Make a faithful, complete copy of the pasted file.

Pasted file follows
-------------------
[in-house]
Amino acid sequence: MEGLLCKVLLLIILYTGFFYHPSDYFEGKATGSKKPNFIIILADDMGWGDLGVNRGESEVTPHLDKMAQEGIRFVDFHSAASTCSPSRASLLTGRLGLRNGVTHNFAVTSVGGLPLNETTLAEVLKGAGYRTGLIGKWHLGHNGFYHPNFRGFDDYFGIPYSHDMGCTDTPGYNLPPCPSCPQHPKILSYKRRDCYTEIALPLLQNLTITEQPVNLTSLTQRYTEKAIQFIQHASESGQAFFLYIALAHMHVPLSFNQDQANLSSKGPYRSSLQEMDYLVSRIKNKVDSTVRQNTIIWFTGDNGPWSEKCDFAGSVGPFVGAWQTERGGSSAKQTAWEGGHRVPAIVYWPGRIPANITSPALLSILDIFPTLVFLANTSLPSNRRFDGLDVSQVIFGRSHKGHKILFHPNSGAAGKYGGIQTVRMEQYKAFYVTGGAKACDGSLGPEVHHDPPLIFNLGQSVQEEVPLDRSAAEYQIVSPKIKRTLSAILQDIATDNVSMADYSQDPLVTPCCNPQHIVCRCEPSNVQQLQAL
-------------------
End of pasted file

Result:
[in-house]
Amino acid sequence: MEGLLCKVLLLIILYTGFFYHPSDYFEGKATGSKKPNFIIILADDMGWGDLGVNRGESEVTPHLDKMAQEGIRFVDFHSAASTCSPSRASLLTGRLGLRNGVTHNFAVTSVGGLPLNETTLAEVLKGAGYRTGLIGKWHLGHNGFYHPNFRGFDDYFGIPYSHDMGCTDTPGYNLPPCPSCPQHPKILSYKRRDCYTEIALPLLQNLTITEQPVNLTSLTQRYTEKAIQFIQHASESGQAFFLYIALAHMHVPLSFNQDQANLSSKGPYRSSLQEMDYLVSRIKNKVDSTVRQNTIIWFTGDNGPWSEKCDFAGSVGPFVGAWQTERGGSSAKQTAWEGGHRVPAIVYWPGRIPANITSPALLSILDIFPTLVFLANTSLPSNRRFDGLDVSQVIFGRSHKGHKILFHPNSGAAGKYGGIQTVRMEQYKAFYVTGGAKACDGSLGPEVHHDPPLIFNLGQSVQEEVPLDRSAAEYQIVSPKIKRTLSAILQDIATDNVSMADYSQDPLVTPCCNPQHIVCRCEPSNVQQLQAL